[jdom-interest] JDOM license evaluation

Kenworthy, Edward edward.kenworthy at exchange.co.uk
Fri May 18 00:10:57 PDT 2001

What complete and utter utter bollocks.

The GPL and LGPL are pretty close to being perfect open source licenses.

As Richard Stallman (I believe) said (not a direct quote but from memory)
There is no onus on the open source community to assist in the development
of closed source software.

As with any piece of software to use it you have to comply with their
license - in the case of commercial software this includes paying lots of
money, not being able to modify or re-use or even see the source and putting
up with upgrade cycles that suit them. In the case of open source you get it
for free, and you can do what you like with the source. The only restriction
is you can't steal the open-source code and wrap it in your own
closed-source aplication. I really see nothing wrong with that at all.

-----Original Message-----
From: elephantwalker [mailto:elephantwalker at home.com]
Sent: 18 May 2001 02:54
To: Jon Baer; jdom
Subject: RE: [jdom-interest] JDOM license evaluation

the BSD license is the way most open-source software is distributed. The
other famous license is the linux-style license. With a bsd-style license,
anybody, anywhere, anytime can use the software and redistribute it with
another product anywhere, anytime to anybody. The other "open source"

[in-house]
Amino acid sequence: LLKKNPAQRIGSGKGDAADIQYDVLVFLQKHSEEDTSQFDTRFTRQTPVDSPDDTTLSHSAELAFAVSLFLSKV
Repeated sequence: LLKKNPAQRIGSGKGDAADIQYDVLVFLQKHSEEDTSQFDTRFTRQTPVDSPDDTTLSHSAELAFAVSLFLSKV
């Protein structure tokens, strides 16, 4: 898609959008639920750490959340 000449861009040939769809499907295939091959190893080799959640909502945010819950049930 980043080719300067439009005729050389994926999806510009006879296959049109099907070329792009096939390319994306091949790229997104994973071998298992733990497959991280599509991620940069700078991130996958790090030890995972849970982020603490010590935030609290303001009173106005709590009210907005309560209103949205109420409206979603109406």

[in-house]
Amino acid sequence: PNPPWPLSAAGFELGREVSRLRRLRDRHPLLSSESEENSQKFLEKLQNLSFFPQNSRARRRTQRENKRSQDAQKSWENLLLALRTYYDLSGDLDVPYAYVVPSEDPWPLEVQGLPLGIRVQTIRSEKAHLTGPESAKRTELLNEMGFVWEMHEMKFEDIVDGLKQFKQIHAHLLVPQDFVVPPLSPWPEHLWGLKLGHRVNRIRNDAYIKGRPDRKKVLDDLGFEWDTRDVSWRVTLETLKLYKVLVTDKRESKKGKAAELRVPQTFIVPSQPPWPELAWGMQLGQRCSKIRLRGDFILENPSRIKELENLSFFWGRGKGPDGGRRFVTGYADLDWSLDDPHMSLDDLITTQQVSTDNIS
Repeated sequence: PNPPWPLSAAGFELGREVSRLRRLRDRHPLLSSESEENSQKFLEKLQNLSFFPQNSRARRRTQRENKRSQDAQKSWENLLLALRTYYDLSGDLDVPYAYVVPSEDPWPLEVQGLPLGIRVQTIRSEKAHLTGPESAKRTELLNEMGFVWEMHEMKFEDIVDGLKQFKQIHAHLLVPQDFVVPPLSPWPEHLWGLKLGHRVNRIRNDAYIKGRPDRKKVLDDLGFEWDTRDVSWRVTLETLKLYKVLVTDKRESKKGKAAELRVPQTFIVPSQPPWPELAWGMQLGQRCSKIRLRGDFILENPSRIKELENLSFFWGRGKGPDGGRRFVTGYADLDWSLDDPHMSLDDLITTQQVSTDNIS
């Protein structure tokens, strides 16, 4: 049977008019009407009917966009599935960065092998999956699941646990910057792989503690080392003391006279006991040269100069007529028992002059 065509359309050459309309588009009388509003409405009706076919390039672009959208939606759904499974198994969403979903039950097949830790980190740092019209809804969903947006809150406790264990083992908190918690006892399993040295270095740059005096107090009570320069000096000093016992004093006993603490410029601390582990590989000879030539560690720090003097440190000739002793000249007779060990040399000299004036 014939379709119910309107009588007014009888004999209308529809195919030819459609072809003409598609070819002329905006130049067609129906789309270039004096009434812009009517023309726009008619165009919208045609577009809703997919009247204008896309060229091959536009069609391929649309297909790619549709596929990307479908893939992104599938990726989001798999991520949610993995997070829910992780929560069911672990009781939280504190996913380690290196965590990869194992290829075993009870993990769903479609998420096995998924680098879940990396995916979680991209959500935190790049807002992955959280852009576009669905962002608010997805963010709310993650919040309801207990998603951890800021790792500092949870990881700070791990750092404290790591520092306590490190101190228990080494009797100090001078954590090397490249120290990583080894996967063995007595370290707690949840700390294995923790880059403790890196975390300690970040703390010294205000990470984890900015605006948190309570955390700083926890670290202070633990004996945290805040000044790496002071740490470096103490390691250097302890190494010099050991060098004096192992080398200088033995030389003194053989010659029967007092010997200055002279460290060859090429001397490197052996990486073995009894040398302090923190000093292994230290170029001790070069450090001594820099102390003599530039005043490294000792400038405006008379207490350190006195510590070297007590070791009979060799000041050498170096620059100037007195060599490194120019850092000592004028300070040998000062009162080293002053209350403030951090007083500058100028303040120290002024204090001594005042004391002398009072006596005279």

license is severely restrictive...and essentially "un-distributable" by a
software organization, although service organizations can re-distribute
linux-style license'd material.

I haven't looked at jdom, but have assumed that it is a bsd style license
because of the caliber of the people writing it.

-----Original Message-----
From: jdom-interest-admin at jdom.org
[mailto:jdom-interest-admin at jdom.org]On Behalf Of Jon Baer
Sent: Thursday, May 17, 2001 4:36 PM
To: jdom-interest
Subject: Re: [jdom-interest] JDOM license evaluation

Bryan Thale wrote:

> Here's a risk of using commercial software to consider:
> You may be forced by the vendor to "upgrade" to an inferior or buggy or
> bloated version of the software simply because they will no longer
> support the version you are using.  With open source software, you need
> never upgrade if you don't need or want to.  That is a particular
> advantage for embedded products.

I have a question, are you allowed to technically "repackage" JDOM into
another open source (or eventually hopefully commercial) entity into
your own package?

I have this problem with open source in that its cool to learn alot from
it and embedd it into your stuff and watch it work, but I have always
been afraid of what legal obligations there are in that you are a
developer and understand the building blocks you are putting in and
would be open to supporting it yourself because you know what is happend
and can edit to fit your needs (its biggest advantage) but A) want to
fully respect the people who created the original in the first place B)
feel that you contributions eventually turn it into another product or
type of that product or fork of that product that you dont feel
obligated anymore.

Are there any open resources on the web that specifically cover these
subjects?  I want someone to look over my www.alicebot.net project.

- Jon

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